Young Mi Kwon ’15, THURJ Staff

With respect to academic resources, Harvard undergraduates face the unique challenge of being offered not too few, but rather too many choices. Immersed in a wealth of opportunities for education or enrichment, they need to weigh the benefits of each to optimize the limited time they spend in college. However, the abundance of opportunities can cause students to potentially overlook some of the University’s more valuable and accessible resources.

Museums such as the Harvard Museum of Comparative Zoology (MCZ) are perfect examples. Dedicated to teaching and to research, Harvard’s museums have provided a chance for students to further explore the life sciences. The MCZ lies near the heart of campus, yet most undergraduates are unaware of the museum’s contributions and available resources.

In an interview with James Hankin, the director of the MCZ, he explained how each of the ten departments and collections that exist within the museum is monitored by curators, faculty members in the Organismic and Evolutionary Biology Department. As professors, they often utilize the museum’s collections to enhance learning in their courses. Aiding in the understanding of the physiology and anatomy of species, the specimens have played a crucial, active role in the labs of several popular OEB courses such as Herpetology (OEB167): Invertebrates, and Ornithology.

Not only does the museum contribute its collections for education, but the MCZ is also deeply involved in the funding and opportunities provided in many of these OEB courses. Through this support, the OEB courses provide students chances to take field trips to an array of places such as Costa Rica and Panama.

Evident in the students’ accounts of the trips is the greater appreciation of the material covered in the curriculum. In a blog by Jeremy Hsu, a student who had taken Herpetology, he described the trip as a chance to further explore an area he was interested in and also to experience the “herpetological diversity” that cannot be replicated in a classroom. These trips allow students to directly engage with the material, which not only enhances learning, but also fulfills the goal of any curriculum—to promote an appreciation and solid understanding of the subject.

The MCZ also contributes significantly to research both at Harvard and around the world. The museum’s collections are diverse, separated into ten departments—a greater number than most other museums. Under the broader categories of vertebrates and invertebrates, the collections provide a variety of specimens that are unavailable at other institutions around the nation. These expansive collections are available for individual students to utilize for research or senior theses. As members of the faculty, the curators welcome students to their labs, which often work with the museum and its specimens. Additionally, the museum funds ongoing undergraduate research through grants known as the Grants-in-Aid for Undergraduate Research (GUR). This award is available for students who are interested in pursuing research during the year, in particular with any of the specimens or collections in the museum.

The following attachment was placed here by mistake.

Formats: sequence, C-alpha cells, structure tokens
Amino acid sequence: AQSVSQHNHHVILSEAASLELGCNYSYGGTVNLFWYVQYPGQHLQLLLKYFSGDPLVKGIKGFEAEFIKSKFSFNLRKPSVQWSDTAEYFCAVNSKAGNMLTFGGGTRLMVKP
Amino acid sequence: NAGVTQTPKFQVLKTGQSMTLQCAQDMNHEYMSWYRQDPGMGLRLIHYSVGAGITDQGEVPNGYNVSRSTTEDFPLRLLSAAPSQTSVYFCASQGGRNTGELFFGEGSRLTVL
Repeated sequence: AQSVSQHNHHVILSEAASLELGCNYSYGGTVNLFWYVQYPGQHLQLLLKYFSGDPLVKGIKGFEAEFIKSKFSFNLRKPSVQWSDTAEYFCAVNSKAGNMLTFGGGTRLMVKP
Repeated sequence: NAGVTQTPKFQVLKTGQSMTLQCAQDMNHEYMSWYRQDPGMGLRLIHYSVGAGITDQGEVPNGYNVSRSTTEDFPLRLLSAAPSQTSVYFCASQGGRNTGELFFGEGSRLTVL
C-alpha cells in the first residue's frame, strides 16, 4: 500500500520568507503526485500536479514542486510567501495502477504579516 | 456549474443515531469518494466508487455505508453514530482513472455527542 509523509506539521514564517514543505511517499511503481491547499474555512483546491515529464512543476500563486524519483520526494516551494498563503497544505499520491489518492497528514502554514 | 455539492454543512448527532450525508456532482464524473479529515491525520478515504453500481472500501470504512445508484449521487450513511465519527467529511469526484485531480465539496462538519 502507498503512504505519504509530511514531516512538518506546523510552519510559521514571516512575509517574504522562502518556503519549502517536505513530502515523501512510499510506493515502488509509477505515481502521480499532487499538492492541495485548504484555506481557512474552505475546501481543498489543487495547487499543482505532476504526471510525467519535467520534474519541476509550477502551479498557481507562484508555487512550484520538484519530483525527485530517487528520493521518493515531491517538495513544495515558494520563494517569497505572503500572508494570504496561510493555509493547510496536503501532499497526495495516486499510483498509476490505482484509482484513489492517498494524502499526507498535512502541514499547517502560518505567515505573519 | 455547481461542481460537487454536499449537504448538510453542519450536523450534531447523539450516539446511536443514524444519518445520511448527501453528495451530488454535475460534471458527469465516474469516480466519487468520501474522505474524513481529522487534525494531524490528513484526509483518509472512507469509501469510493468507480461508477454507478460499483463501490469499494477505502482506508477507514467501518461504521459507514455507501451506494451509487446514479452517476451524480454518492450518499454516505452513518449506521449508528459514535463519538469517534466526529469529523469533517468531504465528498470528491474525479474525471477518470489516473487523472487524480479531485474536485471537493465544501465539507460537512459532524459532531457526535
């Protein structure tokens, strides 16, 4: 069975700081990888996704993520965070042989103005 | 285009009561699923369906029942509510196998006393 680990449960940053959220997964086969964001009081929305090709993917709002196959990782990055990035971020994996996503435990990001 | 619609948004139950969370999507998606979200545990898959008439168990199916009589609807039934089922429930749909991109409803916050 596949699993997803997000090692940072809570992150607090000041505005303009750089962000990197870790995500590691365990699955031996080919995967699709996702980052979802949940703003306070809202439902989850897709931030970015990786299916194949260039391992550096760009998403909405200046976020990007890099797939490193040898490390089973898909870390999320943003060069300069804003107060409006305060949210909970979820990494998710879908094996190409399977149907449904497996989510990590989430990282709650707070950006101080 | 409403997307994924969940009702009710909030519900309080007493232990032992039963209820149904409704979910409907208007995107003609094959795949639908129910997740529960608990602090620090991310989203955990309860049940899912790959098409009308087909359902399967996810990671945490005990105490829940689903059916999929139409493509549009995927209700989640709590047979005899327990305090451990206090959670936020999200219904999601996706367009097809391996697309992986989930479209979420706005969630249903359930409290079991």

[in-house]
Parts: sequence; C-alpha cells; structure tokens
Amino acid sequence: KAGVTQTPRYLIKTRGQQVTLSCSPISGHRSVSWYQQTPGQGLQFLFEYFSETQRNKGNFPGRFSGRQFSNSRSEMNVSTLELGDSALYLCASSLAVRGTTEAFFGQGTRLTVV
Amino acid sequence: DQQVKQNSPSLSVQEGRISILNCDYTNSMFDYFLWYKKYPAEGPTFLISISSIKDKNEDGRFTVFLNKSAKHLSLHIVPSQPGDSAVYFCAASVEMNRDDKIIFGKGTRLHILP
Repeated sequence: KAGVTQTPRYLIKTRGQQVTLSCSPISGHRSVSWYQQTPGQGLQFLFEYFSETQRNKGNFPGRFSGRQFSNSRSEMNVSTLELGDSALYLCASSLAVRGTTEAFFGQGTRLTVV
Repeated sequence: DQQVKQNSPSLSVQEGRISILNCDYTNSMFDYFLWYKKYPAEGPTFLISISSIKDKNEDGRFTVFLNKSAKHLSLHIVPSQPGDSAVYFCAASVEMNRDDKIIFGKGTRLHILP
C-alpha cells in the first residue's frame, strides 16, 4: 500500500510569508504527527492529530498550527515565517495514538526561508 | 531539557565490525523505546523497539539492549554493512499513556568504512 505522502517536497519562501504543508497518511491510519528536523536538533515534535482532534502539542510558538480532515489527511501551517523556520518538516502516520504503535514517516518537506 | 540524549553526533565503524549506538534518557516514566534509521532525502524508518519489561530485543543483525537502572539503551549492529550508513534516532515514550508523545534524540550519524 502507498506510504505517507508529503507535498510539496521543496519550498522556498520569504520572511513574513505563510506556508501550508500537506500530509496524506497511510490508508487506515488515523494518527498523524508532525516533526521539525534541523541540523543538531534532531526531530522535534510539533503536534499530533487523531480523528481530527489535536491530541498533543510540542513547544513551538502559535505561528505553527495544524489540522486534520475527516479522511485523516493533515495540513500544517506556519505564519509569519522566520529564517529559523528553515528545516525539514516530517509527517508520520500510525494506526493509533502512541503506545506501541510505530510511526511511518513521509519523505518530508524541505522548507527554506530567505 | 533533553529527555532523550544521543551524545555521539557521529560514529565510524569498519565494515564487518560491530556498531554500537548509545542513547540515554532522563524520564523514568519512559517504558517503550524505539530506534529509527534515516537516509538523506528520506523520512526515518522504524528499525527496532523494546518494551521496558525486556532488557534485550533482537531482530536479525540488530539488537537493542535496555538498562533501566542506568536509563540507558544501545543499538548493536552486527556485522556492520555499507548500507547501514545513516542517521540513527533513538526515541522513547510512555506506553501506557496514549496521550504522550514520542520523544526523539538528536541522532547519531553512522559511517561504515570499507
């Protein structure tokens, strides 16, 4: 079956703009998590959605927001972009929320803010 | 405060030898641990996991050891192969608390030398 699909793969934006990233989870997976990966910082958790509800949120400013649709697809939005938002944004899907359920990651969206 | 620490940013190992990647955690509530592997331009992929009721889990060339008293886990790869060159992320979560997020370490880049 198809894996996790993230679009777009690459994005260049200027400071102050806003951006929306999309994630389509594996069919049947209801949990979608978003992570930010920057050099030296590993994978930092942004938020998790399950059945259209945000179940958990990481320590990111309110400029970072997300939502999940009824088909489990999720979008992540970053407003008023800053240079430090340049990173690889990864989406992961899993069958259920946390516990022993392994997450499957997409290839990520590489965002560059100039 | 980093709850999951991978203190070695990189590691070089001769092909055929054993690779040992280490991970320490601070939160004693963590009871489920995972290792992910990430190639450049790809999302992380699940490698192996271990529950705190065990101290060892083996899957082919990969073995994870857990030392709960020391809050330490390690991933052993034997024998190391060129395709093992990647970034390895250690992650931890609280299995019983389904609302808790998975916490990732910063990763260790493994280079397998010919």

Through such resources, the museum hopes that, according to Hanken, “students gain an appreciation for the biodiversity and purpose of museums as not only involved in public galleries, but also in the business of teaching and research.” Unfortunately, while opportunities provided by the museum are plenty, most undergraduates don’t take advantage of them.

The problem lies not in the quality of the opportunities themselves, but rather in the awareness of the student body. As stated during an interview by Linda S. Ford, the director of collections operations of the Museum of Comparative Zoology, “students unfortunately don’t have any idea how vast the collections are.” Throughout other institutions and in the world, the museum is renowned for its collections and deep involvement in research. Unaware of this, students often look for different avenues for research and do not consider using the museum.

In response to these concerns of how to raise awareness of the museum’s opportunities, the MCZ is working towards increasing student involvement and contact with the museum. One method the MCZ employs is providing  public lectures through the Museum of Natural History. These events bring professors from other regions who utilize the museum’s specimens or have made unique discoveries concerning the collections of the museum.

The MCZ is also currently in the process of digitizing the collections. According to Ford, through digitization, the museum will be “able to display its collections through the internet to a greater audience, including students.”

The hope is that this will not only allow easy access to the collections, but also pique the interest of those who may not have the time to explore the collections but would like the chance to delve into them.

But most importantly, “the museum,” as Hanken states, “is focusing on greater student involvement in the museum’s public exhibits.” In both designing and installing the exhibits, the museum hopes that students will perceive that these exhibits are not designed just for public show but also for education and research purposes.

While museums like the MCZ provide many educational and research opportunities for students, they are rarely used or recognized by the college population. However, these resources not only provide the chance for students to learn more about a possible subject of interest, but they also allow students to expand their awareness of the purpose of the museums.

In some respects the MCZ can currently be considered a “hidden treasure” of Harvard, but the museum is making strides toward revealing and sharing its bounty.

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